# What is the smallest order of a group to have non abelian proper subgroup?

What is the smallest order of a group to have non abelian proper subgroup?

Is there any useful theorem or trick to answer this question.

I couldn't find any useful theorem to solve this problem in my book. This question is from my recent exam.

• I believe the answer is 12. – Randall Nov 1 '17 at 2:32
• No trick: just knowing the structure of small groups up to iso. – Randall Nov 1 '17 at 2:32
• Would you like to explain? – Bora Nov 1 '17 at 2:33

You can see that the smallest non abelian group has order 6. So if you want a group that has a non abelian proper subgroup, its order has to be at least 12. Consider the direct product of that non abelian group of order 6 and $\mathbb{Z}/2\mathbb{Z}$.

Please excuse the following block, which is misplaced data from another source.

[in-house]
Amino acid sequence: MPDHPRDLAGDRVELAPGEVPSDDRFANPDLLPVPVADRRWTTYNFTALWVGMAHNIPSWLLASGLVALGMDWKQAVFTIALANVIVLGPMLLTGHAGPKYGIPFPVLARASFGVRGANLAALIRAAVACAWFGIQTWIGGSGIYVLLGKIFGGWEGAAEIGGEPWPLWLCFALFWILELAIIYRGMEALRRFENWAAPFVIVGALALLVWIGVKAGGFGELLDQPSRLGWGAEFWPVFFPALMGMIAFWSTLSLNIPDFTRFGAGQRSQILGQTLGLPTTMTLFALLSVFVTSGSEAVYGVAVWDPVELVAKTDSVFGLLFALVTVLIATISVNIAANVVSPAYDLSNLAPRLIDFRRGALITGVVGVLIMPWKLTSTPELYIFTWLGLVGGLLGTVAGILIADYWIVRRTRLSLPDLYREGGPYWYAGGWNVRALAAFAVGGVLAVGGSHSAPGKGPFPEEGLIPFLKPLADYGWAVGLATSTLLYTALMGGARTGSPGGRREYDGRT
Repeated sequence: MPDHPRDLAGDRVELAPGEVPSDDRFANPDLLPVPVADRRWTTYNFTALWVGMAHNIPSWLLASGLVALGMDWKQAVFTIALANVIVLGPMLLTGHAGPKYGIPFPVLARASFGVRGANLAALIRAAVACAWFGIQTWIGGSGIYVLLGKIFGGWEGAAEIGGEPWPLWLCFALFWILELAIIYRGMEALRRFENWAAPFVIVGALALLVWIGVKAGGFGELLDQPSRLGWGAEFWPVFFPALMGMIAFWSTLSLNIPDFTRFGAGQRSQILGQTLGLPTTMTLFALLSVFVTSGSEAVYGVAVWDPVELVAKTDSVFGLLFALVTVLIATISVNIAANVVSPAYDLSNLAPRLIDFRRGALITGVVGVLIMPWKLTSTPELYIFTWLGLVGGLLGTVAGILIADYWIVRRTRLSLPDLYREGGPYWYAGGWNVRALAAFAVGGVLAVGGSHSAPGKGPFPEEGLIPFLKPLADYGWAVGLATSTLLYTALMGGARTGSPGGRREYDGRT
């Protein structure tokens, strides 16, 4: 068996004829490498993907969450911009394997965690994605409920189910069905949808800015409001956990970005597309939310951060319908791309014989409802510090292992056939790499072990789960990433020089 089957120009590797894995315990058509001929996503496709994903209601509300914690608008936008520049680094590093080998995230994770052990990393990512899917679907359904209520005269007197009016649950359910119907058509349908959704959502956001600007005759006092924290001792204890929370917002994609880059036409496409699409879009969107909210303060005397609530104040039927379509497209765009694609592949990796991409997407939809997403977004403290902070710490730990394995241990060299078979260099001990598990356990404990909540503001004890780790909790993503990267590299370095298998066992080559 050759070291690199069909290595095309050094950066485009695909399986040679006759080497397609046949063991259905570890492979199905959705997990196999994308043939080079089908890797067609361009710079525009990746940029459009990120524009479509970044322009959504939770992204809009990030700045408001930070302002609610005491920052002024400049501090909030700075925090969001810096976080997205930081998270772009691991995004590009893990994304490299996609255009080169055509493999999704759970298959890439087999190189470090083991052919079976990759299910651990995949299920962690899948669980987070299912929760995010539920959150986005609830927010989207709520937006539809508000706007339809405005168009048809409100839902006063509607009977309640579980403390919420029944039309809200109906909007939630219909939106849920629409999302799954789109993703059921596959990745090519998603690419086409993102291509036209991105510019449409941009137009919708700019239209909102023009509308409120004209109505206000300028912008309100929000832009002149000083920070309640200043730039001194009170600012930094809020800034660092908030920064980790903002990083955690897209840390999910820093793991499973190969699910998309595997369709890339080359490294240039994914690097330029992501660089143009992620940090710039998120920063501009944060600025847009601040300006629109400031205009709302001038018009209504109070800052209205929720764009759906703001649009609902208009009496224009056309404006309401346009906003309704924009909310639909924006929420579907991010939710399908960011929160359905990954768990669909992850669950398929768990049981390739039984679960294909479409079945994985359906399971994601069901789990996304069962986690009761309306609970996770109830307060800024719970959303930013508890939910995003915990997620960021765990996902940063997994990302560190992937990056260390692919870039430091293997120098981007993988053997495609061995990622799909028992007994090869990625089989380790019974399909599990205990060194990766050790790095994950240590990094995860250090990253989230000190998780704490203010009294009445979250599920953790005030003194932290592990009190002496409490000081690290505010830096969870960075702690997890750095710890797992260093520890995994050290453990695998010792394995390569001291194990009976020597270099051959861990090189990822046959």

Let $G$ be the answer group. Clearly, $G$ must be non-abelian. The "first" one is $S_3$, but this won't work since every proper non-trivial subgroup has order 2 or 3. Next up are the non-abelian groups of order 8, but here a proper non-trivial subgroup has order 2 or 4, but these are all abelian (cyclic or Klein-4). With order 10 you only have prime divisors 2 and 5, so it's much the same story. The next non-abelian groups are those of order 12, and sure enough, $G=S_3 \times \mathbb{Z}_2$ works.